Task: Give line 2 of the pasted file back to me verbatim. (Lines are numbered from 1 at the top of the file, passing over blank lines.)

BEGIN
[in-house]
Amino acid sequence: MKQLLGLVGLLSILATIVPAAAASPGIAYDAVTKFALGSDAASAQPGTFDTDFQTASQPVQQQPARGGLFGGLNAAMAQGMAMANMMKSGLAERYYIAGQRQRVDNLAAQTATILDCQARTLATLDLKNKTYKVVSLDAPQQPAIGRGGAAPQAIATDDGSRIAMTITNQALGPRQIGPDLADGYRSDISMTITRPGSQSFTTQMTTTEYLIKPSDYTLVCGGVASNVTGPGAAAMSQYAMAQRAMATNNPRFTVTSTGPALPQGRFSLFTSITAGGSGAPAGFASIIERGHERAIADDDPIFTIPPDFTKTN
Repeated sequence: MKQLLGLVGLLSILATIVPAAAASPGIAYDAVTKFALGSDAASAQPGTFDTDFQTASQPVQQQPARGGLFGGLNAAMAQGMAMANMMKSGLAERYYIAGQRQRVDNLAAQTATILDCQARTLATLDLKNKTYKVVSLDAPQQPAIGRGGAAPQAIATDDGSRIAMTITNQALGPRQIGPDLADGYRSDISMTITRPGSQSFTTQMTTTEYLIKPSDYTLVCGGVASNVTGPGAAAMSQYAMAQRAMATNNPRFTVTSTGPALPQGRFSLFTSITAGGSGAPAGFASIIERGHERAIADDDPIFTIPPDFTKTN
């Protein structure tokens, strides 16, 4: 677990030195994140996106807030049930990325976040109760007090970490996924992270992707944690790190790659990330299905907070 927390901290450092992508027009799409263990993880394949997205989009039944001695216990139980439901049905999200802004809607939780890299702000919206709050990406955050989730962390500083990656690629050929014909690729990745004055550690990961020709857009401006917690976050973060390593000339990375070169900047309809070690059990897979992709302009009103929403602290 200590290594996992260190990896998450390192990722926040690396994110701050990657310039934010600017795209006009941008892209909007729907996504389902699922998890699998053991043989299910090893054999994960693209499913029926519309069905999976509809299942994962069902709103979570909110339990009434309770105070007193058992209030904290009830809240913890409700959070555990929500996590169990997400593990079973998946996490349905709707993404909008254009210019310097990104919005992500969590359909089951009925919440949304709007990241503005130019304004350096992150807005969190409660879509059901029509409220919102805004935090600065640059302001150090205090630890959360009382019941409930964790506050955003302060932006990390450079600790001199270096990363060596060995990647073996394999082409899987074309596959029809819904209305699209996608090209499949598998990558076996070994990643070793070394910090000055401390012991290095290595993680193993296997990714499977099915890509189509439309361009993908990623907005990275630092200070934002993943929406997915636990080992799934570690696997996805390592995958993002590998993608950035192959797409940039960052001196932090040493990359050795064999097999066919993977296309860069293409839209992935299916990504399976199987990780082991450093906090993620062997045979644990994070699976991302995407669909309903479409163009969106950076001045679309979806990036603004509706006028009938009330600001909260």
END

Amino acid sequence: MKQLLGLVGLLSILATIVPAAAASPGIAYDAVTKFALGSDAASAQPGTFDTDFQTASQPVQQQPARGGLFGGLNAAMAQGMAMANMMKSGLAERYYIAGQRQRVDNLAAQTATILDCQARTLATLDLKNKTYKVVSLDAPQQPAIGRGGAAPQAIATDDGSRIAMTITNQALGPRQIGPDLADGYRSDISMTITRPGSQSFTTQMTTTEYLIKPSDYTLVCGGVASNVTGPGAAAMSQYAMAQRAMATNNPRFTVTSTGPALPQGRFSLFTSITAGGSGAPAGFASIIERGHERAIADDDPIFTIPPDFTKTN